Completed Action Alerts Archive

Close the Loophole Allowing Conventional Cows on Organic Farms

Sunday, June 21st, 2015

The comment period is closed.

[UPDATED] Comment by July 27

Origin of Livestock – Proposed Rule

One of Aurora’s “organic” dairies, each managing many thousands of cows (producing private label milk for Walmart, Costco, Target and others)

In April 2010, the USDA National Organic Program’s new director, Miles McEvoy, promised that releasing a tightened set of rules on the organic origin of livestock would be a “top priority.” Now, over five years later, a draft rule has finally been released — and it’s likely to be at least two more years until this goes into effect. That’s seven years since Mr. McEvoy declared its prominence, which was also the rhetoric from the USDA in the last years of the Bush administration.

The USDA’s stated intent is to tighten the rules that govern how conventionally raised livestock can be brought into organic production systems, but major loopholes remain. These loopholes could allow significant abuses to continue to the detriment of organic family farmers, who follow the spirit and letter of the law, and their loyal organic customers seeking authentic organic food. Read Full Article »

Nominations Open for Five Vacancies on the National Organic Standards Board

Wednesday, June 3rd, 2015

[This action alert is now closed]

Application Deadline is June 17

500px-USDA_organic_seal_svg - wikicommonsTwo positions for organic farmers are among the five vacancies the USDA is seeking to fill on the National Organic Standards Board (NOSB).  Appointees will serve a five-year term beginning in January 2016.  Vacancies for the 15-mem­ber organic advisory board must represent a particular constituency as identified by Congress, and the current openings are for:

  • Two (2) organic farmers/ producers,
  • Two (2) public or consumer interest group representatives, and
  • One (1) USDA accredited certifying agent.

The NOSB is responsible for determining allowed and prohibited substances/inputs used in organic agricultural production and food, as well as advising the USDA Secretary on organic regulations and policy.

If you are interested in applying for one of the vacancies, click here for detailed instructions.  Individuals can nominate themselves for one of the appropriate slots.  Nominations must be postmarked by June 17. Read Full Article »

Tell the USDA to Support Stronger Conservation of Biodiversity in Organic Agriculture Systems

Tuesday, February 17th, 2015

[This action alert has been completed. The comment period is now closed.]

Comments Due by February 27, 2015

Source: USDA

Long held principles of organic farming commonly articulate values and goals that link organic farms with protection of biodiversity. “Organic production” is defined in federal regulations as a “production system that is managed to respond to site-specific conditions by integrating cultural, biological and mechanical practices that foster cycling of resources, promote ecological balance, and conserve biodiversity.” [Emphasis added.]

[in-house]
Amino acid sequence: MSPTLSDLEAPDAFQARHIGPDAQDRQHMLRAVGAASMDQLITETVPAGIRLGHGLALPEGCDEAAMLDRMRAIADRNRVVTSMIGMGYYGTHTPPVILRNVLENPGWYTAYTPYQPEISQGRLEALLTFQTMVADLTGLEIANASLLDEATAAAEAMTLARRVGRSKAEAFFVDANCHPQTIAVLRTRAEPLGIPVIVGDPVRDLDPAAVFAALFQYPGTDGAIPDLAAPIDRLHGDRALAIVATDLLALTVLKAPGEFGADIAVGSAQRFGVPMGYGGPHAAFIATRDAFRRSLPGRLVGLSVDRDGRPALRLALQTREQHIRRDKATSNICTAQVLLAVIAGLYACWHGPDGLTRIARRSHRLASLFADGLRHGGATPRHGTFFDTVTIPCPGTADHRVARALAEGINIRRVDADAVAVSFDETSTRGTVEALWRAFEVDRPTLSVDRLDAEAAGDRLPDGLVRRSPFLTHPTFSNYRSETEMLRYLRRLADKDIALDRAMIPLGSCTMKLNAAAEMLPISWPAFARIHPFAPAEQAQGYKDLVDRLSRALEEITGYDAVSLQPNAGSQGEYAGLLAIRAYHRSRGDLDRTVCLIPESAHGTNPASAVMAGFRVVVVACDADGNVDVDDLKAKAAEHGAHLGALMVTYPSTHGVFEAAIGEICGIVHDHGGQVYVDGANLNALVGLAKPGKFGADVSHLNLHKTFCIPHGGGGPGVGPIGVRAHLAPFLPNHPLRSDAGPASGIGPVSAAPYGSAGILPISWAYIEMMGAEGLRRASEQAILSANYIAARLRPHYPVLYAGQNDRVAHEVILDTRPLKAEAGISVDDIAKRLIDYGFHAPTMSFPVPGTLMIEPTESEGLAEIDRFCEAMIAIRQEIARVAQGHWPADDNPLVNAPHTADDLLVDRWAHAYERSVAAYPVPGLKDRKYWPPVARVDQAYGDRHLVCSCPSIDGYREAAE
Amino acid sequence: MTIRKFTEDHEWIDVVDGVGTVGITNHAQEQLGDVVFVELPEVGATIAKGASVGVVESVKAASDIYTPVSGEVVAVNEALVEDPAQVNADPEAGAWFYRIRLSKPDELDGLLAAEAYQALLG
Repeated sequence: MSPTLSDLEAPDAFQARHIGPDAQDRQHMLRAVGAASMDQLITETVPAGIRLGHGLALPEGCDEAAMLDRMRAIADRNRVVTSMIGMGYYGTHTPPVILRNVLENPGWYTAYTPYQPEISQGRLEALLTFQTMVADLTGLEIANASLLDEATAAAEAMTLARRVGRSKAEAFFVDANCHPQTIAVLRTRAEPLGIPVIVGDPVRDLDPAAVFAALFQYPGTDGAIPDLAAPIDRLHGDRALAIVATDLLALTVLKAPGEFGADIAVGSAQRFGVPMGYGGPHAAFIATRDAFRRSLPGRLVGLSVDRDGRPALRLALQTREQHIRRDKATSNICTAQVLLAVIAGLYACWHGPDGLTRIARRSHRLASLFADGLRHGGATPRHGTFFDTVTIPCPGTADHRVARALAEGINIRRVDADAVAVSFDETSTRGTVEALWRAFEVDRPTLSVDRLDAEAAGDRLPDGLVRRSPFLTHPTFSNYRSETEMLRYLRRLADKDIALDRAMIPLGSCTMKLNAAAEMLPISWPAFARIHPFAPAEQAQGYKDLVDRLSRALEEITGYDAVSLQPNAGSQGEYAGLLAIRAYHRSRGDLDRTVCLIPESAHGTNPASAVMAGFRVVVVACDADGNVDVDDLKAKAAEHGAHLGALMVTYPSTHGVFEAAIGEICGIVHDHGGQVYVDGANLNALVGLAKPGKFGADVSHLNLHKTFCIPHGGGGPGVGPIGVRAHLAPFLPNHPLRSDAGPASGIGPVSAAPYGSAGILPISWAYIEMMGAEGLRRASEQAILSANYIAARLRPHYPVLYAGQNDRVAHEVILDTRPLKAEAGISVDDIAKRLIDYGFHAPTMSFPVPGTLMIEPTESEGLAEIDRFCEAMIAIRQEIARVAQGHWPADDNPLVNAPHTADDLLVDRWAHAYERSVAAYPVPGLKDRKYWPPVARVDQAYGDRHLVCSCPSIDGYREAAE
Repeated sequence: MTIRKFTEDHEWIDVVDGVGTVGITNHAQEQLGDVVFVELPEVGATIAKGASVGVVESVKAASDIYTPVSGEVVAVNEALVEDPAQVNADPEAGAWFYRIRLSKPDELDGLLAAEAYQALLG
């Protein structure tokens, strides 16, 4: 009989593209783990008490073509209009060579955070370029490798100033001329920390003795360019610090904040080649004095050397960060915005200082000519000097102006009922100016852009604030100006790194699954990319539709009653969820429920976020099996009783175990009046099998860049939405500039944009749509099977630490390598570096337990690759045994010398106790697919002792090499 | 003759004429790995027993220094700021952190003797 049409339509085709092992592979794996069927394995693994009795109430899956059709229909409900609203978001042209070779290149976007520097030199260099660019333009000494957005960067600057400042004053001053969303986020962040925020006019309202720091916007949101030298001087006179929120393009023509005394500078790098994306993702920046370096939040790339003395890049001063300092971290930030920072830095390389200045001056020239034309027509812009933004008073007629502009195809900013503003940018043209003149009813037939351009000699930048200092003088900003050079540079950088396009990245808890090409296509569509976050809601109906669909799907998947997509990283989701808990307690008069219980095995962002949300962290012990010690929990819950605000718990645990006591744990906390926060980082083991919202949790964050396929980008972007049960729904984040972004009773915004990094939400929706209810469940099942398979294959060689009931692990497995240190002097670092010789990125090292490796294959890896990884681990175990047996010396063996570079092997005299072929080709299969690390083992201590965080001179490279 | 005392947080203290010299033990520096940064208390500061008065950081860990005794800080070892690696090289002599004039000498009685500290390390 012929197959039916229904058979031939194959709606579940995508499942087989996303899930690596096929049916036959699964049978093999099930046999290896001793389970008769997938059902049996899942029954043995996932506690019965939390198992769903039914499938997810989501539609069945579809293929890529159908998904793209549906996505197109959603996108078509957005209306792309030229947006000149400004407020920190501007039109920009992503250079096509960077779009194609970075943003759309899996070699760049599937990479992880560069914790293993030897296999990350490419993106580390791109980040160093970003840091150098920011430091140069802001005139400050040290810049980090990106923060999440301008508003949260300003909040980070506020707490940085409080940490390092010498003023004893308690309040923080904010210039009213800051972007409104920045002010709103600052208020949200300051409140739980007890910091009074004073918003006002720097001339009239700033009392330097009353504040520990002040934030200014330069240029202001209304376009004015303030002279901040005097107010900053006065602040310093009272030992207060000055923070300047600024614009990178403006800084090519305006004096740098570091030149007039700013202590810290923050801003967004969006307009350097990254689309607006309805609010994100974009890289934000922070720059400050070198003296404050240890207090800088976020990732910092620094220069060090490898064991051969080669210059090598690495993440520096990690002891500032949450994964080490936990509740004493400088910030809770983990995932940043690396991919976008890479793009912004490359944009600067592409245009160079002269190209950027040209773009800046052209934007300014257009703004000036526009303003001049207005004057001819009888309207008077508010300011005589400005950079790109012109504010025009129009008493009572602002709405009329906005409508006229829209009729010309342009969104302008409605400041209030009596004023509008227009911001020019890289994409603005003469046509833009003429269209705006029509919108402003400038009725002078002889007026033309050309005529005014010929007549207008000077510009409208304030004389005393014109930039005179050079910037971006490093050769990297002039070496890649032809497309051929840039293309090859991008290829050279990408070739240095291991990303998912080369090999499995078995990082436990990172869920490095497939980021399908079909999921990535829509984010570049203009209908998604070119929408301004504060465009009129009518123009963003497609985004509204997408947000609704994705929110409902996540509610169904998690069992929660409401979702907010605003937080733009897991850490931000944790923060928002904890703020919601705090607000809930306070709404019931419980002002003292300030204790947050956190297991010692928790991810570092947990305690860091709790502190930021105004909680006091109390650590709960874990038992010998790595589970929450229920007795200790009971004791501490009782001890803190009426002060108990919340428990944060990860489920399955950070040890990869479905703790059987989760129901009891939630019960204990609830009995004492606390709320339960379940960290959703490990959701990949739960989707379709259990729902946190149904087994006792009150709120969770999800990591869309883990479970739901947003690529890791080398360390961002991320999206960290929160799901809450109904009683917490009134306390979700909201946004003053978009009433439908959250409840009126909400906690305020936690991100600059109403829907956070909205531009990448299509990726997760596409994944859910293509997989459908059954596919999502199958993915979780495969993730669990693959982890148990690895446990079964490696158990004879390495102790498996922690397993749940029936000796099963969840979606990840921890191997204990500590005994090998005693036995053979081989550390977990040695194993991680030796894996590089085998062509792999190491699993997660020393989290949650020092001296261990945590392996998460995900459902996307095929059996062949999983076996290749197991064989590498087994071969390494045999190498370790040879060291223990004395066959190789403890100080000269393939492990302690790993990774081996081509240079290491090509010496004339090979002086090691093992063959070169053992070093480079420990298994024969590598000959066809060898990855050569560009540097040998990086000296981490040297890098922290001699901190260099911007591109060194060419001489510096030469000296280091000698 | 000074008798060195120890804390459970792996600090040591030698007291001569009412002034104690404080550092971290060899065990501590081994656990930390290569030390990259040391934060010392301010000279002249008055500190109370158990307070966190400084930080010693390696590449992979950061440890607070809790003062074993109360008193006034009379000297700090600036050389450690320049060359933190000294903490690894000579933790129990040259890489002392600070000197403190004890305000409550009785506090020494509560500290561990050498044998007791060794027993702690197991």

Over the years, the National Organic Standards Board has issued guidance statements and has urged the USDA’s National Organic Program to strengthen biodiversity conservation by issuing formal, enforceable guidance.  (Adapted from “Implementation of Biodiversity Conservation in Organic Agriculture Systems, NOSB March 5, 2009.)

The National Organic Program has now issued a Guidance that applies to all phases of the organic system, including both the production and handling/processing of organic food.  This proposed Guidance to conserve biodiversity is a significant step forward, but needs further strengthening.  Please show your support for the following key points.

Click here to submit your electronic comments by February 27. Read Full Article »

Food Safety Petition and Action Alert

Friday, December 5th, 2014

[This alert is over–comment period now closed]

Food Safety Modernization Act: New Draft Rules
Comments Due on December 15 to FDA

FDA3Please take action by reading the full Action Alert available on the Cornucopia website:

Although improved over the first draft the FDA’s proposed food safety rules are still onerous enough that they could jeopardize the existence of many of our safest, local organic farms.

Tell the FDA that small farms are not food processing “facilities” necessitating expensive oversight and testing. (It could cost a family farm over $12,000 a year to comply!). Irrigation water should not have to meet the same safety standards as a community swimming pool. And it should be clear that older farmers, without Internet access, or the Amish, can submit reports on paper rather than the web.

At a minimum, please join farmers and their urban-allies by signing on to the letter below. Additionally, we especially encourage fresh market vegetable farmers to also, very carefully, read the full action alert and submit your individual comments, based on your own farming experience, to the FDA. Your livelihoods are at stake.

TO: The Food and Drug Administration
RE: FSMA Food Safety Rules, Dockets FDA-2011-N-0921-0973 and FDA-2011-N-0920-1553
We the undersigned are concerned by several areas of the FDA’s revised food safety rules and endorse the following comments.